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AAM ARM Cortex-M Architecture

This course explains the ARM Cortex-M global architecture.

  • Describing the ARM Cortex-M processors architecture (ARMv6, ARMv7 and ARMv8)
  • Presenting the Hardware and Software implementation possibilities to learn how to create Cortex-M based applications
  • Review the differences between the different Cortex-M cores
  • Get an overview of the new features included in ARMv8 architecture (TrustZone, MPU, New Memory Types, ...)
  • Learn how to:
    • Develop and debug an ARM Cortex-M application
    • Configure and Manage Exceptions/Interrupts
    • How to configure a privileged and unprivileged access with the MPU
  • This course provides all the prerequisites for the courses describing in details the various Cortex-M cores and CPUs.
  • Theoretical course
    • PDF course material (in English) supplemented by a printed version for face-to-face courses.
    • Online courses are dispensed using the Teams video-conferencing system.
    • The trainer answers trainees' questions during the training and provide technical and pedagogical assistance.
  • Practical activities
    • Practical activities represent from 40% to 50% of course duration.
    • Code examples, exercises and solutions
    • For remote trainings:
      • One Online Linux PC per trainee for the practical activities.
      • The trainer has access to trainees' Online PCs for technical and pedagogical assistance.
      • QEMU Emulated board or physical board connected to the online PC (depending on the course).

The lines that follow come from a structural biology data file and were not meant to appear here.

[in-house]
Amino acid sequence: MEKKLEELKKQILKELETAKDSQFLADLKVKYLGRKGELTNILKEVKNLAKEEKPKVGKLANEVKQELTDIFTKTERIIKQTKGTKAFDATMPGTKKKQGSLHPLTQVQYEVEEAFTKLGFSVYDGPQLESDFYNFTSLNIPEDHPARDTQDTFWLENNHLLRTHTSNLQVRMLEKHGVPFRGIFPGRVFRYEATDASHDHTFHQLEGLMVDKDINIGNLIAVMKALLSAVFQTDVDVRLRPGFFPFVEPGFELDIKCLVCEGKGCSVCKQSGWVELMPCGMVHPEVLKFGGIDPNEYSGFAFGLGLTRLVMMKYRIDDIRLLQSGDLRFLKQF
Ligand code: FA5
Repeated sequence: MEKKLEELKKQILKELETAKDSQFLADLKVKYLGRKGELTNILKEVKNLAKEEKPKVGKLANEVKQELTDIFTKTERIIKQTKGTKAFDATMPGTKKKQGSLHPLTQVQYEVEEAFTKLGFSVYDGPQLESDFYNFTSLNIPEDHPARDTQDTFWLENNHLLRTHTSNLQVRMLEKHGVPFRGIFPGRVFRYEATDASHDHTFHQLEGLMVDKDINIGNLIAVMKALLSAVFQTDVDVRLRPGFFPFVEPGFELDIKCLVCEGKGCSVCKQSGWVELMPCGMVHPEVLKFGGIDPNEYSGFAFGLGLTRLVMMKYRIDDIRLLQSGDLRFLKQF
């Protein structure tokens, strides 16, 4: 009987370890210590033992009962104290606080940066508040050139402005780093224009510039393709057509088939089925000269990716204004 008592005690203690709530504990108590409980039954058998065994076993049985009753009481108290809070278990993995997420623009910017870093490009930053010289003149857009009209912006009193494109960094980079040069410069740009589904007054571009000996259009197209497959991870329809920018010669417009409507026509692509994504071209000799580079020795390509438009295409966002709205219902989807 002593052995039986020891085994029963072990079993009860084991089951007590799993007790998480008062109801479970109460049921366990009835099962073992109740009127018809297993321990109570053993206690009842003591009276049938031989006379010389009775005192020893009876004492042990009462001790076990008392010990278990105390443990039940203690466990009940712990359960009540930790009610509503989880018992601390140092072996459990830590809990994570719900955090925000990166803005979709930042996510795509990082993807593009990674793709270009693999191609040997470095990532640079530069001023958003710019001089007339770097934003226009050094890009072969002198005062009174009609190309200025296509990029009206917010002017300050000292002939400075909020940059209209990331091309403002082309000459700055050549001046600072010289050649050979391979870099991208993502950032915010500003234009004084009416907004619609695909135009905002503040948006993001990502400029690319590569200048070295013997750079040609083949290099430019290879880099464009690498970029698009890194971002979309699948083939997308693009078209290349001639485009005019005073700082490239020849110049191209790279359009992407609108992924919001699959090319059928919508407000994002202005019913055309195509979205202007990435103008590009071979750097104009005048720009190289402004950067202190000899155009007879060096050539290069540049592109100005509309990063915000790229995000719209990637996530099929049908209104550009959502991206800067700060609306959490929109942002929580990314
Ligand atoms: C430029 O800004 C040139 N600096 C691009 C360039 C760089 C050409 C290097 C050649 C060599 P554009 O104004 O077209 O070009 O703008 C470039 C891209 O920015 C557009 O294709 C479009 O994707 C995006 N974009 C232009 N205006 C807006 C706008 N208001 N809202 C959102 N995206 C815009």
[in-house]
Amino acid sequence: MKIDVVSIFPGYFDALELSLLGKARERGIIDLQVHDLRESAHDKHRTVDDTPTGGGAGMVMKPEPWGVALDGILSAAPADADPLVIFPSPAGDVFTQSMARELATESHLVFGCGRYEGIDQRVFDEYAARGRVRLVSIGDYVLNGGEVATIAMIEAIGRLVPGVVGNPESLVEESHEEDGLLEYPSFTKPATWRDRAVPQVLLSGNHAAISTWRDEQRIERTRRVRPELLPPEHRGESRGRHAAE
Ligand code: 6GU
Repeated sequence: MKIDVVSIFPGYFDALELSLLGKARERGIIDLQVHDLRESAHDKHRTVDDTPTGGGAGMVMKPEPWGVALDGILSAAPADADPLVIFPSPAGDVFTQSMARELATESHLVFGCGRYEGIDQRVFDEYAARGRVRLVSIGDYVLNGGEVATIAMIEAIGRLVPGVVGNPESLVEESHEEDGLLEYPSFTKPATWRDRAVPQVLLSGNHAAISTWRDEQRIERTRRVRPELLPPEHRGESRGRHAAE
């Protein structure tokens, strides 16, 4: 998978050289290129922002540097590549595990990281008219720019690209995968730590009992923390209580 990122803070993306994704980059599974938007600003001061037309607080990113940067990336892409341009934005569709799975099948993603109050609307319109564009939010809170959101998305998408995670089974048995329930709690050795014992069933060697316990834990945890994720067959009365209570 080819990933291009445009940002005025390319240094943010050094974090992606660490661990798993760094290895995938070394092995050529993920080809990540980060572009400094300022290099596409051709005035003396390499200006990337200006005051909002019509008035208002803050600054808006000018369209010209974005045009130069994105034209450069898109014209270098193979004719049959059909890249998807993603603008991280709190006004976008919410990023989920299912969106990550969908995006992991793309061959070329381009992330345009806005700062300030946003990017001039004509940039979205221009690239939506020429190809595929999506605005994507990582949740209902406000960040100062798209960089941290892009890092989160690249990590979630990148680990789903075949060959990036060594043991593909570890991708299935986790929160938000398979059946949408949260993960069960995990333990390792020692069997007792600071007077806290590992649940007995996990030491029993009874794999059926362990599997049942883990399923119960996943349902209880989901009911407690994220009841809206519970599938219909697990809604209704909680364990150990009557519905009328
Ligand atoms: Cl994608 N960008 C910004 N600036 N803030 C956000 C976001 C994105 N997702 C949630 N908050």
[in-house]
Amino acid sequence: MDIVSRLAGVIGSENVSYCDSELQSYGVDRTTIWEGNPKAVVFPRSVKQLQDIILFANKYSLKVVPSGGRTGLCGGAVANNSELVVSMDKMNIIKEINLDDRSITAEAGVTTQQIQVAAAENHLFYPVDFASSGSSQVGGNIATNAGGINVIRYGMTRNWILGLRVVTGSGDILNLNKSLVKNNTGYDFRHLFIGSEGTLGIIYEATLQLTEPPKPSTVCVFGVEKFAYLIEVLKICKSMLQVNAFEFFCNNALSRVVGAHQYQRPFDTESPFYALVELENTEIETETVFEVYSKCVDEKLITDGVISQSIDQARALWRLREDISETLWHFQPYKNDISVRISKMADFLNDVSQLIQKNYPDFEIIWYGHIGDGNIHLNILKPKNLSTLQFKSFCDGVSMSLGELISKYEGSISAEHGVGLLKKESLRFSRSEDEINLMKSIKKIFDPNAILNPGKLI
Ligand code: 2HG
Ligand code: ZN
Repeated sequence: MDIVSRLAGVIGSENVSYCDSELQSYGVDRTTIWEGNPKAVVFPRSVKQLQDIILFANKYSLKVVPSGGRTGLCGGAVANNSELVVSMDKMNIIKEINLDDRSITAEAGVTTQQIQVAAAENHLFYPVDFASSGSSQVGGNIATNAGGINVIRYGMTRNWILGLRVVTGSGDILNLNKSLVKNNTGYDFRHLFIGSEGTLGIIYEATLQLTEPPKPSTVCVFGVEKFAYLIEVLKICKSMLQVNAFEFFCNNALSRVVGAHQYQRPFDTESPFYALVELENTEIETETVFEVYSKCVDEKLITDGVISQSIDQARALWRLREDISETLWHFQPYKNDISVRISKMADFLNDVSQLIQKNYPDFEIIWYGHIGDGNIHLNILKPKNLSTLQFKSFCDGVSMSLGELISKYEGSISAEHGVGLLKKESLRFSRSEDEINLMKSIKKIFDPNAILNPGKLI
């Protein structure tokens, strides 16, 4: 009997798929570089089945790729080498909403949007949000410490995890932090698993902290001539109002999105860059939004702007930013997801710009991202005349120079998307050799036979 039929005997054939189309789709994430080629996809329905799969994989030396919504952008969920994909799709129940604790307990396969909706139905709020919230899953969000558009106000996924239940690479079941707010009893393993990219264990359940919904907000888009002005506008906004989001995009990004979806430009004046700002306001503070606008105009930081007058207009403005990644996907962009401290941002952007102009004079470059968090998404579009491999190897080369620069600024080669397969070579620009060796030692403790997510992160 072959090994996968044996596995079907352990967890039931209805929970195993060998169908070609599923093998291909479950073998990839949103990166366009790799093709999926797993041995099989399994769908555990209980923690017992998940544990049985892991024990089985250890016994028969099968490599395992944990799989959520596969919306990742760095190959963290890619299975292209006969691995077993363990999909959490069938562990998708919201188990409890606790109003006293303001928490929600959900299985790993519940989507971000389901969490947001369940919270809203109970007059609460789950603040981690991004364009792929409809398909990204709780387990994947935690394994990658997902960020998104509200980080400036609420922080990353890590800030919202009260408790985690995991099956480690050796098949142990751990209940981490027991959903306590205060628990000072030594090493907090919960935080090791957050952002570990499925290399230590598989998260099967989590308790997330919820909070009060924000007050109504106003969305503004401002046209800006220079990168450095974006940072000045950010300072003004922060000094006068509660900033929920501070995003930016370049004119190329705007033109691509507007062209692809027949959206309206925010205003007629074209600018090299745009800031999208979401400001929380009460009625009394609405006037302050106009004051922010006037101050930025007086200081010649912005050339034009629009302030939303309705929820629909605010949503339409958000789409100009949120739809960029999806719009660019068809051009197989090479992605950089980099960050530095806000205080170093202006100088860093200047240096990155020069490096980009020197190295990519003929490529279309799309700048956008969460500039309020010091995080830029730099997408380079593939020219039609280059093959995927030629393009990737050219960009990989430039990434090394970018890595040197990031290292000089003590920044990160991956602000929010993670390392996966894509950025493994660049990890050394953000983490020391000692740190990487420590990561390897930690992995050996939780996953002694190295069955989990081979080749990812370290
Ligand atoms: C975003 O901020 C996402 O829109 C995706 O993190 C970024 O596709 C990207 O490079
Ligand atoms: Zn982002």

• Some Labs may be completed between sessions and are checked by the trainer on the next session.
    • For face-to-face trainings:
      • One PC (Linux ou Windows) for the practical activities with, if appropriate, a target board.
      • One PC for two trainees when there are more than 6 trainees.
    • For onsite trainings:
      • An installation and test manual is provided to allow preinstallation of the needed software.
      • The trainer come with target boards if needed during the practical activities (and bring them back at the end of the course).
  • Downloadable preconfigured virtual machine for post-course practical activities
  • At the start of each session the trainer will interact with the trainees to ensure the course fits their expectations and correct if needed
  • Familiarity with embedded C concepts and programming
  • Basic knowledge of embedded processors
  • Any embedded systems engineer or technician with the above prerequisites.
  • The prerequisites indicated above are assessed before the training by the technical supervision of the traineein his company, or by the trainee himself in the exceptional case of an individual trainee.
  • Trainee progress is assessed in two different ways, depending on the course:
    • For courses lending themselves to practical exercises, the results of the exercises are checked by the trainer while, if necessary, helping trainees to carry them out by providing additional details.
    • Quizzes are offered at the end of sections that do not include practical exercises to verifythat the trainees have assimilated the points presented
  • At the end of the training, each trainee receives a certificate attesting that they have successfully completed the course.
    • In the event of a problem, discovered during the course, due to a lack of prerequisites by the trainee a different or additional training is offered to them, generally to reinforce their prerequisites,in agreement with their company manager if applicable.